Genetic variation in cis-regulatory elements is an important cause of variation in gene expression. Cis-regulatory variation can be detected by using high-throughput RNA sequencing (RNA-seq) to identify differences in the expression of the two alleles of a gene. This requires that reads from the two alleles are equally likely to map to a reference genome(s), and that SNPs are accurately called, so that reads derived from the different alleles can be identified. Both of these prerequisites can be achieved by sequencing the genomes of the parents of the individual being studied, but this is often prohibitively costly.
Researchers from the University of Cambridge now demonstrate (in Drosophila) that biases during read mapping can be avoided by mapping reads to two alternative genomes that incorporate SNPs called from the RNA-seq data. The SNPs can be reliably called from the RNA-seq data itself, provided any variants not found in high-quality SNP databases are filtered out. Finally, they suggest a way of measuring allele specific expression by crossing the line of interest to a reference line with a high quality genome sequence. Combined with their bioinformatic methods, this approach minimizes mapping biases, allows poor quality data to be identified and removed, and aides in the biological interpretation of the data as the parent of origin of each allele is known. In conclusion, these results suggest that accurate estimates of allele specific expression do not require the parental genomes of the individual being studied to be sequenced.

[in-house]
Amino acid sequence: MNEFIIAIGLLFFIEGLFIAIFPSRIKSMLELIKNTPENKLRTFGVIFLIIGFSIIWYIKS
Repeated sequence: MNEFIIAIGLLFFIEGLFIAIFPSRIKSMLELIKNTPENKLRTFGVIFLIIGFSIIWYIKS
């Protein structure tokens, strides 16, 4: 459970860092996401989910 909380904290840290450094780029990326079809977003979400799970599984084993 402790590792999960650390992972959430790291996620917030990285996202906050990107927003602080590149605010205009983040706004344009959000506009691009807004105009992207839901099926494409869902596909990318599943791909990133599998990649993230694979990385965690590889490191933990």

Availability: Scripts used to perform this analysis are available at https://github.com/d-quinn/bio_quinn2013